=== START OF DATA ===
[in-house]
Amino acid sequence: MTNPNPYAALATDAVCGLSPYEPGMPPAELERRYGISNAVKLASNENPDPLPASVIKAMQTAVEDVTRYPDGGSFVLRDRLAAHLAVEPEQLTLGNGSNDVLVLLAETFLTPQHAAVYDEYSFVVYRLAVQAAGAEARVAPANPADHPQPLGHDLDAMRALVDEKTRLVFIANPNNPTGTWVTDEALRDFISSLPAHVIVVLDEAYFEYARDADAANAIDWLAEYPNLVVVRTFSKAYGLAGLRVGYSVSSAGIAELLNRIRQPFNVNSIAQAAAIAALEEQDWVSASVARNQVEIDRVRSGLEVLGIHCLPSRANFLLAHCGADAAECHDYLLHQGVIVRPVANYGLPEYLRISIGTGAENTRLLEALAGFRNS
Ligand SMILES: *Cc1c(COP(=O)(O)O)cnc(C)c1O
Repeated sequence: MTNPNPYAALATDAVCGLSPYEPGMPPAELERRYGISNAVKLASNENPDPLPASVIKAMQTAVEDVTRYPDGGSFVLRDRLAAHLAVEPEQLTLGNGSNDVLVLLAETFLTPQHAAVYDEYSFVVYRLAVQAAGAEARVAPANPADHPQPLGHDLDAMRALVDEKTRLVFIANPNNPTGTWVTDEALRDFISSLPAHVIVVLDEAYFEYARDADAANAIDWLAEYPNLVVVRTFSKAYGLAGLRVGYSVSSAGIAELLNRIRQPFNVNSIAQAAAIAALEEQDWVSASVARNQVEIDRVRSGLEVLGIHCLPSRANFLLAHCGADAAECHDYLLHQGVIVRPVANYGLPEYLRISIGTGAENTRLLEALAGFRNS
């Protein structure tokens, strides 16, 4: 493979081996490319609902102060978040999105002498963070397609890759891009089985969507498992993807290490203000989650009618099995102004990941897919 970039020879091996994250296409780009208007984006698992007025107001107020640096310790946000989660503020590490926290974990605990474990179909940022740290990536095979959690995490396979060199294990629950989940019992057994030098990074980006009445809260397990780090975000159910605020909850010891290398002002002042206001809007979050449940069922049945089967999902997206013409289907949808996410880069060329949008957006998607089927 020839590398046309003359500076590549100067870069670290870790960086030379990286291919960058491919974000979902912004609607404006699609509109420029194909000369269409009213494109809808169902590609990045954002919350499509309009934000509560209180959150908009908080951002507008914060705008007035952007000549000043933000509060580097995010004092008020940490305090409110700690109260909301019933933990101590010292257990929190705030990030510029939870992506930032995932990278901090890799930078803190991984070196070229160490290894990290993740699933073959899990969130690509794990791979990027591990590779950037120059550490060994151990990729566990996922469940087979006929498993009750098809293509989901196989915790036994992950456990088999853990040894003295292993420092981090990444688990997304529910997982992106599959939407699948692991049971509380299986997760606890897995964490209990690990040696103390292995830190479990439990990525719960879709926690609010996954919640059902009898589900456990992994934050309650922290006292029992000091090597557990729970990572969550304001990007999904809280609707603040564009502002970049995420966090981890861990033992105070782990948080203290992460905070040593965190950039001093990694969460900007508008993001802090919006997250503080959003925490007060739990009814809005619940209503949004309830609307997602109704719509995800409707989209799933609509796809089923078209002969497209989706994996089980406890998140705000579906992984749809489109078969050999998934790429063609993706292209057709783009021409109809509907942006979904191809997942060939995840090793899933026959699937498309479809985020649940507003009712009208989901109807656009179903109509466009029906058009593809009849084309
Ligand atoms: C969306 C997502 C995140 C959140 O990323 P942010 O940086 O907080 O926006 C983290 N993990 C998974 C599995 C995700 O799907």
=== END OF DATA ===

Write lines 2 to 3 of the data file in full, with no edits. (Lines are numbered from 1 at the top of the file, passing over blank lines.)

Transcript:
Amino acid sequence: MTNPNPYAALATDAVCGLSPYEPGMPPAELERRYGISNAVKLASNENPDPLPASVIKAMQTAVEDVTRYPDGGSFVLRDRLAAHLAVEPEQLTLGNGSNDVLVLLAETFLTPQHAAVYDEYSFVVYRLAVQAAGAEARVAPANPADHPQPLGHDLDAMRALVDEKTRLVFIANPNNPTGTWVTDEALRDFISSLPAHVIVVLDEAYFEYARDADAANAIDWLAEYPNLVVVRTFSKAYGLAGLRVGYSVSSAGIAELLNRIRQPFNVNSIAQAAAIAALEEQDWVSASVARNQVEIDRVRSGLEVLGIHCLPSRANFLLAHCGADAAECHDYLLHQGVIVRPVANYGLPEYLRISIGTGAENTRLLEALAGFRNS
Ligand SMILES: *Cc1c(COP(=O)(O)O)cnc(C)c1O